he esteems it but an uncertain fighting, and beating of the air, to use all other exercises of religion, if we add not that of mortifying the body; and that, without this, he himself, notwithstanding of his great labours in preaching, his travels and persecutions, would be in danger of being a cast away. And if he needed it, who can excuse himself? He, who was, (one would think) in a continued state of mortification : For, 'even unto this present hour (says he, 1 Cor. iv. 11.) we both hunger and thirst, and are naked, and are buffeted, and have no certain dwelling-place; and labour, working with our own hands', &c. And yet to hear men excuse themselves, from fasting one day in a week, who live in plenty and ease ; if that was all; but who plead the vigour of their body, and strength of their constitution, as an excuse for gratifying their lusts; which, by these neans, grow tov strong for them ! and therefore there is no hopes of per. suading any man by reason, to forsake his lusts, unless he will first consent to mortify his body. The least measure can be advised are all the fasts of the church; and let each man's zeal add to these, as he sees cause. Without this, your lusts will never give you leave to be heard; but keep you in perpetual hurry, and want of thought. This is the deaf adder that stoppeth your ears, and her own, against the voice of the charmer. It is not words will do it; this is a more stubborn devil. We must set too our whole strength, and all our application, and fast, and pray, and beg God's assistance ; we fight for our souls! we must not do it indifferently; and we must not be discouraged, if we do not presently prevail. God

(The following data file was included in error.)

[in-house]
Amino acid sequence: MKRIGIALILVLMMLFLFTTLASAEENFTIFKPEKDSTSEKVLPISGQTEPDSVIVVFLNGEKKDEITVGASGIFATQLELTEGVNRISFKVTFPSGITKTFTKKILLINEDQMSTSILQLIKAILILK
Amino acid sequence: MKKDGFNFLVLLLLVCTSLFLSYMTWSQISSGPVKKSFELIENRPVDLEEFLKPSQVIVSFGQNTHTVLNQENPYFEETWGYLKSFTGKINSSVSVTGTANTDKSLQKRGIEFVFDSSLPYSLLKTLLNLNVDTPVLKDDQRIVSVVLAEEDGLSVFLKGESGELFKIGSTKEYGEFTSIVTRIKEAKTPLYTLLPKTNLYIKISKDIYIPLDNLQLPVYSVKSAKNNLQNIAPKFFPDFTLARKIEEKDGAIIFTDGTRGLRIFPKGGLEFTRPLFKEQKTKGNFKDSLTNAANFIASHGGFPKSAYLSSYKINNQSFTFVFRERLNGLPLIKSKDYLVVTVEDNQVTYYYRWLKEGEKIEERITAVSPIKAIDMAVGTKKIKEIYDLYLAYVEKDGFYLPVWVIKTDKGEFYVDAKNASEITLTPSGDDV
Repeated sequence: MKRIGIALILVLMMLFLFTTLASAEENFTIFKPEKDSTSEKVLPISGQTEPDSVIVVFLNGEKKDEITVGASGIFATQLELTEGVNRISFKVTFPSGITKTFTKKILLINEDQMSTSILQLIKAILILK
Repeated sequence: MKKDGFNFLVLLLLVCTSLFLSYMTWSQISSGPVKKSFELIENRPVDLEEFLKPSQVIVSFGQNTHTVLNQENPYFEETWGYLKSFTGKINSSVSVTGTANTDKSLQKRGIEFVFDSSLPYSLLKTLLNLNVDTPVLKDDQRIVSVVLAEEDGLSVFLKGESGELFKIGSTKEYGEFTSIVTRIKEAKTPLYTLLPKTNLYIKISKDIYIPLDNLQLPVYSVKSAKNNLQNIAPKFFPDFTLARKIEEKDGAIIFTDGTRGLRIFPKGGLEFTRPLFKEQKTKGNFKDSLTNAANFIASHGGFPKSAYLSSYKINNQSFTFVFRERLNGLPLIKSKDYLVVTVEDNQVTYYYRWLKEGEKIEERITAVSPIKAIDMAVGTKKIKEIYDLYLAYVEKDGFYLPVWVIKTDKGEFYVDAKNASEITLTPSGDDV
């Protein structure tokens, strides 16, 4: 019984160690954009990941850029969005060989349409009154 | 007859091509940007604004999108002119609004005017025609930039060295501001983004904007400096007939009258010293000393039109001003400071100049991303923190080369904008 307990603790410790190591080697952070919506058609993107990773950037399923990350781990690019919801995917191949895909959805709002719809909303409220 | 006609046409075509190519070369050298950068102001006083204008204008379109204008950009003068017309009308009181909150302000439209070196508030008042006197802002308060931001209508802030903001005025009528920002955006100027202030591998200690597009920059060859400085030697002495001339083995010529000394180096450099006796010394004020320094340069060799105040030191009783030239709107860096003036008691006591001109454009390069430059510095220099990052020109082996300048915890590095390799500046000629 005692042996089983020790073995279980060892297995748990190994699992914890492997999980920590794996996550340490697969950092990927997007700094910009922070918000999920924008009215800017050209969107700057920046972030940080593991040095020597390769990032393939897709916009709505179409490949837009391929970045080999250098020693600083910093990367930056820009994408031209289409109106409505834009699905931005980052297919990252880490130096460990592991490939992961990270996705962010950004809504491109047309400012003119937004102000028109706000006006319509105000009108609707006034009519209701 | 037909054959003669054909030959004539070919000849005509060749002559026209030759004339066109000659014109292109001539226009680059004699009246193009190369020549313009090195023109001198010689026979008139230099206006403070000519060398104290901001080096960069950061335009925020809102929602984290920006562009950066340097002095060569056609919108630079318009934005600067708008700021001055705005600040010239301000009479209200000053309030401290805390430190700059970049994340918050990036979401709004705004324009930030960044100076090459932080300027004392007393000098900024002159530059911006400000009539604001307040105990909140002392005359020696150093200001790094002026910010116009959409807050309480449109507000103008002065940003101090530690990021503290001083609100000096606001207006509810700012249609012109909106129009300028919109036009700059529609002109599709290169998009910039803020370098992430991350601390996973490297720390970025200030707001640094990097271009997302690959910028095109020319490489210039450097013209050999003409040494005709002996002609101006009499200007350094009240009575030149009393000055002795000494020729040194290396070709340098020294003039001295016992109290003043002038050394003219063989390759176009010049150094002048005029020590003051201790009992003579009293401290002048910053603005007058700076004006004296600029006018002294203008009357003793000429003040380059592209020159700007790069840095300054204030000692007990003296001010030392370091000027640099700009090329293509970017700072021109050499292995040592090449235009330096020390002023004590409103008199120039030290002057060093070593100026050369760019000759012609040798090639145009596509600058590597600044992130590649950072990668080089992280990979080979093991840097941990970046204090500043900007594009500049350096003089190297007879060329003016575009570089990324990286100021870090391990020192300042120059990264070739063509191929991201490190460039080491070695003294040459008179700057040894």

may think fit to try us, and to shew us the danger, we were in, and the bitterness of sin, by the difficulty of returning from it, and overcoming long habits; and to let us see our own weakness, that we have no power of ourselves, to help ourselves; and thence to teach us to put our whole trust in him; and apply diligently unto him, by earnest prayer, and a careful attendance upon all his holy ordinances: And then he will not fail us ; we shall presently perceive that we have gained ground of our enemy, and we shall overcome in the end. We have gone a great length, when we are brought seriously to reckon our lust as our enemy: for then we shall begin to stand upon our guard against it; and never till then can we deny it any thing, but follow its impetuosity, as a horse rusheth to the battle; and violently pursue our own destruction ; and nothing can stop us, but a stronger than this strong man; an higher relish of divine than of sensual things: till when, sensual things must prevail: and this true knowledge of heavenly pleasure is obtained in fasting and retirement. Then it is that God works with us, when we are at leisure to hear him; and shall we deny him such an opportunity?

All this may seem an excursion, and leaving of the argument ; but it is not. Their arguments for this sin are easily answered; and I have, in few words, answered them, for more needed not ; but that which they most want is to be stirred up, and shaken out of their lethargy. If once they come to consider, their conversion is half effected; towards which, I can only add my prayers to what I have said in the small compass to which I confine myself. And I will now go on to consider the other point, which you heard discoursed of, that is, polygamy.

This is bottomed upon the same loose principles as the other ; to give the range to our lusts, and let them endure no limits. But it has more pretence than the other; because God did dispense with it, as with arbitrary divorces, in many ages of the world. But our blessed Saviour reduces both back again to the original institution, Matth. xix. from verse 3, to the 10th. From the beginning (says he) it was not so.' How was it then? God at the beginning made only one male, and one female. And, · for this cause, a man shall leave father and mother, and shall cleave to his wife ; and they twain shall be one flesh. They twain, here, were but two ; this was the original institution; and this is applied to the mystical